Plantagon is more than just another vertical farm. We learn from PSFK that it "will dramatically change the way we produce ecological and functional food. It allows us to produce ecological with clean air and water inside urban environments, even major cities, cutting costs and environmental damage by eliminating transportation and deliver directly to consumers. This is due to the efficiency and productivity of the PlantagonÂ® greenhouse which makes it economically possible to finance each greenhouse from its own sales."
Do domes make good greenhouses?
There are no specifications on the site, but it appears to be a spiral ramp inside a geodesic dome. The amount of sunlight that penetrates glass varies according to the angle of incidence, so much is reflected away from steep angles. In a dome, a portion of the glass will always be pretty close to perpendicular to the sun, but it will fall off pretty quickly.
In winter when the sun angles are low, it will penetrate deep into the building, but will it reach the ramps on the north side? One would have to see the numbers.
The animation shows a different picture than the rendering, a wide, flat series of ramps without too much clearance, connected to some conventional greenhouse forms. It appears to be robotically controlled.
Is it "economically possible to finance each greenhouse from its own sales."?
They show it sitting on some pretty prime real estate, and all those robots cost a lot of money. It has been pointed out on a number of our other vertical farm posts that the economics of vertical farms are questionable.
But they make a case for it below:
Hans Hassle, founder and CEO of Plantagon, is quoted on Engineering firm SWECO's website:
While the global population continues to expand at a rapid rate, 80% of all land suitable for crop production is already being used for other purposes. With traditional farming practices, the Earth's arable land will not be sufficient to produce enough food for this growing population. In response to this challenge, Plantagon has collaborated with the consulting engineering company Sweco to develop a vertical greenhouse for the urban environment.
"We need to find alternative ways to farm locally and space-efficiently. By the year 2050, 80% of people on Earth will live in urban centres,"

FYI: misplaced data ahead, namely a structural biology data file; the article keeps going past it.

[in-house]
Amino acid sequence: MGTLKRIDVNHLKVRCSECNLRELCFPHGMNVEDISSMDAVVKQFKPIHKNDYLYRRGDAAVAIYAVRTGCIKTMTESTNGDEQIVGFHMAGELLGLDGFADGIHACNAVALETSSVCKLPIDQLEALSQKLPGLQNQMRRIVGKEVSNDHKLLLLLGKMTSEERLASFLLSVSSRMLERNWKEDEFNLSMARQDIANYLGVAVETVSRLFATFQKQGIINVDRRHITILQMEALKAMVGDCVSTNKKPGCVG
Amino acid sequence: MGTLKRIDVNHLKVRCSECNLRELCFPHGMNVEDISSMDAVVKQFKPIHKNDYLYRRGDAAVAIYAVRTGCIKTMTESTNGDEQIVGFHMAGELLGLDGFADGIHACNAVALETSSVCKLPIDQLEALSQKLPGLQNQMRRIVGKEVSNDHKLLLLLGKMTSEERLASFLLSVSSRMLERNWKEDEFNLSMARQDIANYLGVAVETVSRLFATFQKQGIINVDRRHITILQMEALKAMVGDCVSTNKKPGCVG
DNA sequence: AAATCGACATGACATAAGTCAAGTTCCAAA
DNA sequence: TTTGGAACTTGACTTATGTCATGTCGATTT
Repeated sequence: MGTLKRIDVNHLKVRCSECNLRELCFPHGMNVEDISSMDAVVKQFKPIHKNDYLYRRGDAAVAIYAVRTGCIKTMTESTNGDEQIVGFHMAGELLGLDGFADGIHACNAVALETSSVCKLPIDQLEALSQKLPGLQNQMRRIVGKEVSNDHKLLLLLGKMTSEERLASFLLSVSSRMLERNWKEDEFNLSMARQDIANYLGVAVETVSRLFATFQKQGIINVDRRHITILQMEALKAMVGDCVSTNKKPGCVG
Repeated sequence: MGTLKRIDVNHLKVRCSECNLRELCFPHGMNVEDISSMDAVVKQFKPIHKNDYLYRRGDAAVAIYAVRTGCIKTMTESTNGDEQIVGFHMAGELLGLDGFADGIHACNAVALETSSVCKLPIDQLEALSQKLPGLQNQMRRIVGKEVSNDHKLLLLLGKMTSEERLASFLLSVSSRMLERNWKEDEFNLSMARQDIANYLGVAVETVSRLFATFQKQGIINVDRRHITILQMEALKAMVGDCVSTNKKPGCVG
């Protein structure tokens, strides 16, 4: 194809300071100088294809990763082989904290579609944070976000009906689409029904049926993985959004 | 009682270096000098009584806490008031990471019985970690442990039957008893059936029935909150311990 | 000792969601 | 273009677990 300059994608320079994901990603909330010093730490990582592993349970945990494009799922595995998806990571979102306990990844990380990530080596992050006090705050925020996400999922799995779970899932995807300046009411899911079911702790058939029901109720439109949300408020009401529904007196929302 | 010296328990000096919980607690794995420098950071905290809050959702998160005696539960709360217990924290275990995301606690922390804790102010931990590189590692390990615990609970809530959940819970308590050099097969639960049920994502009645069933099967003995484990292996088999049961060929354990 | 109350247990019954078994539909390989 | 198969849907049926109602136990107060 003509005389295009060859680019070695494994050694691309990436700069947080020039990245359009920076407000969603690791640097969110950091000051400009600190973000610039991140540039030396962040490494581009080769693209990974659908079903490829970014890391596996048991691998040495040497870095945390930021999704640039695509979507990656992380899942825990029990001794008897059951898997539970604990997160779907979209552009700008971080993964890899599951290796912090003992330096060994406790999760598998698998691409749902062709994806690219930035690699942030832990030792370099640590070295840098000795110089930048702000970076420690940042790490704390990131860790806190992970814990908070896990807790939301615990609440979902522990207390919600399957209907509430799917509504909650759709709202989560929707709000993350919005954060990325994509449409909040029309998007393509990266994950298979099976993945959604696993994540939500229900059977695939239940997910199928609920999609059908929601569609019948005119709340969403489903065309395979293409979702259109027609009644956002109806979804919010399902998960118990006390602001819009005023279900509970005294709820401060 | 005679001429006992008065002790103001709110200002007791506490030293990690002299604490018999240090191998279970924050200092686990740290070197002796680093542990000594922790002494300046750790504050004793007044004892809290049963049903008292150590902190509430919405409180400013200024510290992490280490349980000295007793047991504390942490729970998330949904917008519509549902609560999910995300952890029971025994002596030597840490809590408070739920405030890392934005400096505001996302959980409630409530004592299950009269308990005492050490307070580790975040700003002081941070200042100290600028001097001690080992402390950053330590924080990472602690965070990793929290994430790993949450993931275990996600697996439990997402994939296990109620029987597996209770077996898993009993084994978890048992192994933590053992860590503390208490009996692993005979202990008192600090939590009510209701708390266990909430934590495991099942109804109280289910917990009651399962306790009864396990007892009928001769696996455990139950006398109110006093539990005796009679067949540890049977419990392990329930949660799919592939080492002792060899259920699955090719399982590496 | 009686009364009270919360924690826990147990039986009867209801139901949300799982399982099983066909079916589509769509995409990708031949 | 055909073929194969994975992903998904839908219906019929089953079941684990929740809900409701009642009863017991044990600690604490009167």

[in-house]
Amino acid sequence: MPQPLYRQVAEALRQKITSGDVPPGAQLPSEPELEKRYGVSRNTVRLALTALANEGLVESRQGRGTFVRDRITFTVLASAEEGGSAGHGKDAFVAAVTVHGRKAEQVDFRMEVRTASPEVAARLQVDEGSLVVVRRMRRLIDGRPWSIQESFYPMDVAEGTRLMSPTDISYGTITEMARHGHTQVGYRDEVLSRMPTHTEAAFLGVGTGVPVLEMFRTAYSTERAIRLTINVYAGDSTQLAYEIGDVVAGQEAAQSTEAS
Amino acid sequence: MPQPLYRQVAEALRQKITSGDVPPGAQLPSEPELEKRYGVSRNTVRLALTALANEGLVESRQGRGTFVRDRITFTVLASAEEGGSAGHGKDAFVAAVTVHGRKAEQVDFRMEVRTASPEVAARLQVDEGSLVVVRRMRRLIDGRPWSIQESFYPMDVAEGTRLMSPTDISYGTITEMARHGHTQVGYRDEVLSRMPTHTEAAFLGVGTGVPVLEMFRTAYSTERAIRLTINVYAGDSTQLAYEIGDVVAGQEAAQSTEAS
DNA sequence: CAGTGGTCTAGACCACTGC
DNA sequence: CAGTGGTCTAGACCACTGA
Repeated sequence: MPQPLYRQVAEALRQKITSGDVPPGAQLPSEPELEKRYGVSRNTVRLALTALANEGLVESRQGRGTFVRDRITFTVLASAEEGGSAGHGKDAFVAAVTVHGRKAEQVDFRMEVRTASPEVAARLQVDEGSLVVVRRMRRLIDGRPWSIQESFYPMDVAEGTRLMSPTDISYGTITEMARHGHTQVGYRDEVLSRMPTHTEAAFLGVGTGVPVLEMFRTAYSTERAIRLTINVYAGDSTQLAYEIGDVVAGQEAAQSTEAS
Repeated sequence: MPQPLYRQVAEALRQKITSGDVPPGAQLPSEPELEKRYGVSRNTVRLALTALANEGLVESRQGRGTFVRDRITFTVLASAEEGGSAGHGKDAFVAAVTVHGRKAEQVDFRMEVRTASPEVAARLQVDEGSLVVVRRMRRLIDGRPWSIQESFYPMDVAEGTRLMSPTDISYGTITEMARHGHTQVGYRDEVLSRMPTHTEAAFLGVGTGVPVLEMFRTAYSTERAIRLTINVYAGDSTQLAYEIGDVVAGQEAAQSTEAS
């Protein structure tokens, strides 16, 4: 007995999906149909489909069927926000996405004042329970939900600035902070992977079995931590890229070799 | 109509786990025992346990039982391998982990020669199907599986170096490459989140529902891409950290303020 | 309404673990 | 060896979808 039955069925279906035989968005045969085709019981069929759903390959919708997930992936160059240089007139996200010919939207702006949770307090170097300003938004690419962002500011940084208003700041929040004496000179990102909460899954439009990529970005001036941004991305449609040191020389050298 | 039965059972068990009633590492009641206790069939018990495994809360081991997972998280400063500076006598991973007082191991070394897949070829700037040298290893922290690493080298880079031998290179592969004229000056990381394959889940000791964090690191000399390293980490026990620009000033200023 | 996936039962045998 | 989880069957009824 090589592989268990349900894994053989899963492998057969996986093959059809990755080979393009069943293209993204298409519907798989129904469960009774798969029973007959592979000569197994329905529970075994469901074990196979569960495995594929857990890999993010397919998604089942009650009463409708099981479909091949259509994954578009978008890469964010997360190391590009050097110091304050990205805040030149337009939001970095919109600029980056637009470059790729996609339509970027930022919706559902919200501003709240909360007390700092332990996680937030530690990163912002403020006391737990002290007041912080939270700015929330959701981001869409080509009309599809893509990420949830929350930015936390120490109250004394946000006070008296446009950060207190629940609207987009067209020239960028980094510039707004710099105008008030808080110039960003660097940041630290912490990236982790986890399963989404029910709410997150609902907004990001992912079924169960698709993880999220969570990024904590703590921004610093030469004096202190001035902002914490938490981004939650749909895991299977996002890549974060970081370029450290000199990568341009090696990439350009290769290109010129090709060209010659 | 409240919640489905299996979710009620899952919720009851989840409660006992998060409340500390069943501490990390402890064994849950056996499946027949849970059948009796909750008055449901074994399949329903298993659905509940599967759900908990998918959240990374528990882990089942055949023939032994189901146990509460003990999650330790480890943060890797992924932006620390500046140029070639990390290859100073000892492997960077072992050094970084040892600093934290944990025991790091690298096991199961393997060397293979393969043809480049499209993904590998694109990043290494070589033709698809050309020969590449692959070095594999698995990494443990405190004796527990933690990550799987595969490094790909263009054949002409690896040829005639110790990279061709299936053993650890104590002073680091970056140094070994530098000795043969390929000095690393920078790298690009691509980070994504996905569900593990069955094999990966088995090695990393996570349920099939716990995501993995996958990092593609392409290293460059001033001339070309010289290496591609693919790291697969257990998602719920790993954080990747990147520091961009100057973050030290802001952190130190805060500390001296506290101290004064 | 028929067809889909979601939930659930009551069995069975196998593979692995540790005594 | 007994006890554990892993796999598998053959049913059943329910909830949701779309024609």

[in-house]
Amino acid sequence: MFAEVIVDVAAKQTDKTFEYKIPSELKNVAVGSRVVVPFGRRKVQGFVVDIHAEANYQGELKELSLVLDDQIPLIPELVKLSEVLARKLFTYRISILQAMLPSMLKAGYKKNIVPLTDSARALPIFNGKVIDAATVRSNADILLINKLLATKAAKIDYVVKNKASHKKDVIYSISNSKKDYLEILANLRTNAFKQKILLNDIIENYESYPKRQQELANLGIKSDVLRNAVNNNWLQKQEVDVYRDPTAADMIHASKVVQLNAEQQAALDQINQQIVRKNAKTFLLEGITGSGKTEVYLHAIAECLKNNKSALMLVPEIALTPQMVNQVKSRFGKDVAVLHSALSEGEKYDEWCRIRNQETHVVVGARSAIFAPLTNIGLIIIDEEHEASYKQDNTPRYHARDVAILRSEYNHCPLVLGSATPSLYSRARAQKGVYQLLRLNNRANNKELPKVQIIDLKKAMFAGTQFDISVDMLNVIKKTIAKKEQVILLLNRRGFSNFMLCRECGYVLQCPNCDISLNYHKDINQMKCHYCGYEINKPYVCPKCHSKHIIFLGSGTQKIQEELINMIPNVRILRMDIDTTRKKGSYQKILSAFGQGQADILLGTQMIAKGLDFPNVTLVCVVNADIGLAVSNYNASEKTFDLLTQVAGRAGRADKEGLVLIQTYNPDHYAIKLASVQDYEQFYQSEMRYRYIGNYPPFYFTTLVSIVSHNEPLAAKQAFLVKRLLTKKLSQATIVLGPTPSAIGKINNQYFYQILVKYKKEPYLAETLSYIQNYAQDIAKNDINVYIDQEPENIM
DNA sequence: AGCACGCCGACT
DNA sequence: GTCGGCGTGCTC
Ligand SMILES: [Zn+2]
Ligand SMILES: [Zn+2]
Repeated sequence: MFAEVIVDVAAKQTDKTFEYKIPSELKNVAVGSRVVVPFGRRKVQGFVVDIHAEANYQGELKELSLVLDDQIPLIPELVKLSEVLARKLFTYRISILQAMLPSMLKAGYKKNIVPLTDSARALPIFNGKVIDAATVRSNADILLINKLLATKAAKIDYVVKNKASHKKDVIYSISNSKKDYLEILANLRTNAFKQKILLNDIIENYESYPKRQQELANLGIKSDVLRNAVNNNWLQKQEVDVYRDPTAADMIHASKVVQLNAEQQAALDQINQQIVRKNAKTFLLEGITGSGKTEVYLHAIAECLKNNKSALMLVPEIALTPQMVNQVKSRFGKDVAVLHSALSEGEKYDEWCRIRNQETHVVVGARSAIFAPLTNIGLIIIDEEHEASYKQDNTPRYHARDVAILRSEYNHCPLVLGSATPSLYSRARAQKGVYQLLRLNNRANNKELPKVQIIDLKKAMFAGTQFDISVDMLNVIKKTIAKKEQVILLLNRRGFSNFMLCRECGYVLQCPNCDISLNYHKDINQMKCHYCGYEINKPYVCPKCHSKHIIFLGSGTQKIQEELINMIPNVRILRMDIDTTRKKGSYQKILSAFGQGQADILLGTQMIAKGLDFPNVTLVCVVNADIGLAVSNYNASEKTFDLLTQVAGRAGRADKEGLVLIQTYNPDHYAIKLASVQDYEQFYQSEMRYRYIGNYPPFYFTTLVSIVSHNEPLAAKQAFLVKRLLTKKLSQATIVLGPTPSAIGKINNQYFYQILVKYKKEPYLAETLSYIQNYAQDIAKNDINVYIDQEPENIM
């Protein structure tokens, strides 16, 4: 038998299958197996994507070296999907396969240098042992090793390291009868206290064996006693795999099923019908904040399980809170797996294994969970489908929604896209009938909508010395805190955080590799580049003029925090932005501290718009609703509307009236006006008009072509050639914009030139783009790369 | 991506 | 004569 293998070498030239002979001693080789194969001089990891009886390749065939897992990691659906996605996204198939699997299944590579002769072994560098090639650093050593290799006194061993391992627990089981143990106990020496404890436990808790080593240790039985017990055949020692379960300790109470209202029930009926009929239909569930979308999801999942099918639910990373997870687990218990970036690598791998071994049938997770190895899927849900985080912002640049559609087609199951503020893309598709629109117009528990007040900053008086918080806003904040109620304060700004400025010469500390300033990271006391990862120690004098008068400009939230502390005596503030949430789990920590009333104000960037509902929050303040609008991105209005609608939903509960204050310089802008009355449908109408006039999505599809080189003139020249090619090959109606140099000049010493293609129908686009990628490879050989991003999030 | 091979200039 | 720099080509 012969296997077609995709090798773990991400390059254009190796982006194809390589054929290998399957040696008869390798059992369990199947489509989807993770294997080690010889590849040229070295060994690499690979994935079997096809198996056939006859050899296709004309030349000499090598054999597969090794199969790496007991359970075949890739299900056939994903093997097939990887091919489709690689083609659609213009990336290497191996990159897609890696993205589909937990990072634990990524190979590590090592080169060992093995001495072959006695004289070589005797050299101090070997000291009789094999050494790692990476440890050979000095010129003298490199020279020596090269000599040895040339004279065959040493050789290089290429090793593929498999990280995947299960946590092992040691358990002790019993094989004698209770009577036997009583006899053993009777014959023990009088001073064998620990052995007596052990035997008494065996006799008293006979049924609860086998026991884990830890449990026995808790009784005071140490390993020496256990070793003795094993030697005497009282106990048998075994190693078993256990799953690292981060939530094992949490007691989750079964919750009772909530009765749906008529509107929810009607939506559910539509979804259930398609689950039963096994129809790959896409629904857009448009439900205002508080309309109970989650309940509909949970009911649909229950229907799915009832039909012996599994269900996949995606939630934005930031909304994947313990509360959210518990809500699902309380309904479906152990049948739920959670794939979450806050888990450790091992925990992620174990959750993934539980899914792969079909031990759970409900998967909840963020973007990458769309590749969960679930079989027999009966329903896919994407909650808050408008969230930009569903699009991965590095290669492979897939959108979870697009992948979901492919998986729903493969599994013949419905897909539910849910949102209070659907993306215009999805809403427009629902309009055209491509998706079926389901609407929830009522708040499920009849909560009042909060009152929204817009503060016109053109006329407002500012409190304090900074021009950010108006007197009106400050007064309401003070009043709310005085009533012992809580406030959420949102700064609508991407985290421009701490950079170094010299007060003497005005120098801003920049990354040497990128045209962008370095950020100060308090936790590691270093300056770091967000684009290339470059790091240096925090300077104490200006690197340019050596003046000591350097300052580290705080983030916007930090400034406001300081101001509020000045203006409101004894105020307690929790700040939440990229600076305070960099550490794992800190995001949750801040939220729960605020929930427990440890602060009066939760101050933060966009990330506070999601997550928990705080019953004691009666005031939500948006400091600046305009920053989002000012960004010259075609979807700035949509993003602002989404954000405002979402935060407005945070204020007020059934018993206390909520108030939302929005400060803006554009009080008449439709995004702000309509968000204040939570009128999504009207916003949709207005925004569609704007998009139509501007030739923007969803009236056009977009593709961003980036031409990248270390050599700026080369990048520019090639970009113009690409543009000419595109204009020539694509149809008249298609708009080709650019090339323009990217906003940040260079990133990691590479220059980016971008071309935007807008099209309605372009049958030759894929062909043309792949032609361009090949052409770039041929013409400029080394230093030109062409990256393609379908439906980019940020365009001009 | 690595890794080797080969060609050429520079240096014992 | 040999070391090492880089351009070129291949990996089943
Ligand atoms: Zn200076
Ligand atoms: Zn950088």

We have therefore developed a greenhouse that enables us to farm ecologically in the middle of an urban environment. Sweco has helped us to study the technical systems that will make the greenhouse work. Within three years we plan to have the first facility up and running in a major city."
It evidently can be inserted just about anywhere.
They continue on the Sweco site:
"It has been a considerable challenge for us at Sweco. Our goal has been to find technical solutions that make it possible to grow crops with high quality and good operating economy," says Stephan StÃ¥lered, a consultant at Sweco.
The concept behind Plantagon's vertical greenhouse was created by the Swedish innovator and eco-farming expert Ã…ke Olsson, and has been further developed by the consulting company SWECORP Citizenship AB together with North American Indians of the Onondaga Nation.
Charming Idea or Last Resort?
Vertical farms are charming ideas, and often dramatic buildings. Perhaps when we have put farms on every urban empty lot and followed up with every flat accessible roof, they might make some sense. As one commenter noted on an earlier post:
Using expensive city land for farming is cute, but stupid. It defeats the whole purpose of the city. As late as the 1940s, most farms were located directly adjacent to cities, until we foolishly turned all those farms into suburbs. Before that, farms had to be close, because we didn't have a cost effective way to transport fresh food over long distances. Instead of making skyscraper farms, we should be knocking down suburban houses and putting the farms back in, but the likelihood of that happening is just as slim.
More at Planteco, via PSFK and Below the Clouds
More on Vertical Farms:
New York City's Dragonfly A Locavore Wet Dream
Harvest Green: Vertical Farm by Romses Architects wins Competition
Carrot City: Urban Agriculture Exhibition in Toronto
Vertical Farms Get the New York Times Treatment
Vertical (Diagonal?) Farm from Work AC in NYC